Diplomatic avenues: A world apart

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NEW DELHI: For the aam Dilliwalla, the diplomatic enclave is a lovely, unapproachable island of foreignness. He or she can gaze at the tree-lined avenues, the fiercely guarded structures and the exotic flags from a distance but no more. About the only time one gets anywhere close to this self-contained world is when there one has a visa crisis.

But Delhi’s diplomatic enclave, stretching from Lutyens zone to Chanakyapuri — and now Vasant Vihar and soon Dwarka — has a remarkable story to tell. And it is chronicled in Delhi’s Diplomatic Domains, a book by Gladys Abankwa-Meier-Klodt, wife of a senior German diplomat and the daughter of Ghanaian career diplomats. A life spent among missions has given her an insider’s view of this rarefied world, and she says Delhi’s case is really unique.

“It is an exclusive domain and all the missions are purpose built. They are all built to express their national identity. Then the properties are really extensive — the average allotment size is five acres. And very importantly, most of them fit the complete embassy paradigm — they have a chancery, a residence and diplomatic staff accommodation,” says Abankwa.

The Nepalese embassy is the oldest in Delhi — it was set up in 1936, an original lease — at Barakhamba Road. A striking red-and-white structure, it doesn’t seem to have aged too well. But the story of Delhi’s exclusive diplomatic domains goes back to the years just before and after Independence when Chanakyapuri was a wild, unkempt scrubland infested with snakes and hyenas. The new capital was being laid out and the flood of refugees from Pakistan had to be accommodated. Civil Lines with its clutch of fancy hotels like Maidens and Swiss Hotel were the preferred anchors for diplomats. Even the Aurangzeb, Prithviraj Road or Ratendone Road (now Amrita Sher-Gil Marg) bungalows of the city’s old rich were preferred. Chanakyapuri seemed like a distant frontier in those days.

But fortunately, it all came together beautifully. “Connaught Place was close, so was Rashtrapati Bhawan and the prime minister’s office. It was virgin land, underdeveloped, so, when the grand vision was realized by Nehru it was unparalleled. You don’t see this expanse in any other city, not even in new capitals like Canberra,” she says.

Today, Chanakyapuri and Lutyens’ zone are no longer enough to hold the new nations and the needs of the old ones. Then Delhi had to accommodate 60 nations on its avenues; today the number is 198. So the diplomatic domain has been stretching further south. Vasant Vihar now hosts over 50 missions. The next big diplomatic block is Dwarka where 39 units are being allotted. Some of the old leases are expiring. The landmark residence of the Mexican envoy at Prithviraj Road — where celebrated poet Octavio Paz lived, wrote and even got married — had to be given up. The ambassador now lives in the farm house enclave of Rajokri. But what Abankwa finds fascinating is how nations choose to project their cultural and political identities on the interiors and exteriors of their embassies. Every embassy has dealt with the dilemma — should it incorporate design influences of the host nation or strictly reiterate its own cultural identity? Many nations have chosen to do a bit of both.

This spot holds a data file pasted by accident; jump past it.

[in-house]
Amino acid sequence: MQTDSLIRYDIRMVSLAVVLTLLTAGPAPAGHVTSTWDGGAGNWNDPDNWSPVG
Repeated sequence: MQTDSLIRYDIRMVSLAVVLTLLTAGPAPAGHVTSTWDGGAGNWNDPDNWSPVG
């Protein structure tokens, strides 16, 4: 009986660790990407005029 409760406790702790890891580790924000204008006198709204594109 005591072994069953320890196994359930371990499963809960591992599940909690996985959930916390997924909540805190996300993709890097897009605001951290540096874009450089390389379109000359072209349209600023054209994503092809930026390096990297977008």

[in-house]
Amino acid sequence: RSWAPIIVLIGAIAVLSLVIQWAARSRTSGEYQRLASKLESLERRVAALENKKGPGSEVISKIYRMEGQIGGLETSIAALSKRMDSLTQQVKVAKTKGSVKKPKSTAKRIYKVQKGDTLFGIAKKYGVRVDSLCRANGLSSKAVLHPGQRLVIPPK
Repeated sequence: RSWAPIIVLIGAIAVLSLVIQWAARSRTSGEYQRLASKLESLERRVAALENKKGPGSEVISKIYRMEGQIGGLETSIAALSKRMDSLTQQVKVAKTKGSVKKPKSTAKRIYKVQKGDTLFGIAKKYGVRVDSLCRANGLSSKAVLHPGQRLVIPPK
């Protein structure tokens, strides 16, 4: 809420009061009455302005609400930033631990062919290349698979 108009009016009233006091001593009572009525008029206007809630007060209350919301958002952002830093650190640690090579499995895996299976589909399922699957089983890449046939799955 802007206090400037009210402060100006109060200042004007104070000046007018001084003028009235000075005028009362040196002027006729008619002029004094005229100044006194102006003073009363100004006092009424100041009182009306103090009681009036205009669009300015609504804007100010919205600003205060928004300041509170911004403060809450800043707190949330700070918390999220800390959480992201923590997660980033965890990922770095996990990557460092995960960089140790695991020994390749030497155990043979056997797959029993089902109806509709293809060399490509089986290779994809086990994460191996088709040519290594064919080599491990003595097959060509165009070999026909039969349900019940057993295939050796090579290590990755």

As an insider, Abankwa had fairly easy access to most structures and their innards and was able to study them at close quarters (though many did turn her down). The Bhutanese embassy at Chandragupta Marg for example has gone in for a “completely national idiom”, she says. Every single structure here is distinctly Bhutanese. “The US embassy interiors, on the other hand, use Indian design elements — the jaali, the idea of a Mughal garden layout,” she says.

The Belgian embassy, of course, took the biggest risk roping in Satish Gujral. “It was a daring idea and it turned out to be a fabulous PR tool for what it represented,” she says. The north European embassies are typically austere structures because, as Abankwa points out, post-World War II, it was important not to be ostentatious. The Nordic nations, of course, are minimalistic and neat.

There are varied slices of global landscapes in this city — the Italian embassy with its cypress trees and Tuscan olive in its verandahs or the Pak chancery with blue Multan tiles. It is just that most remain hidden delights.

Embassies with elan

The design of the Finnish embassy is inspired by the iceage incised landscape of northern Finland and the natural snow sculptures along its gulf The Holy See’s Embassy houses some exceptional works, among them, objects from the Vatican Museums’ collection, such as the 17th century Madonna with Child The embassies of Hungary, Czech and Slovak republics have features of Brutalist architecture typical of socialist government sponsored projects — massive buildings, lots of exposed concrete In the early days of the American embassy, families could picnic on the premises and view its artwork.



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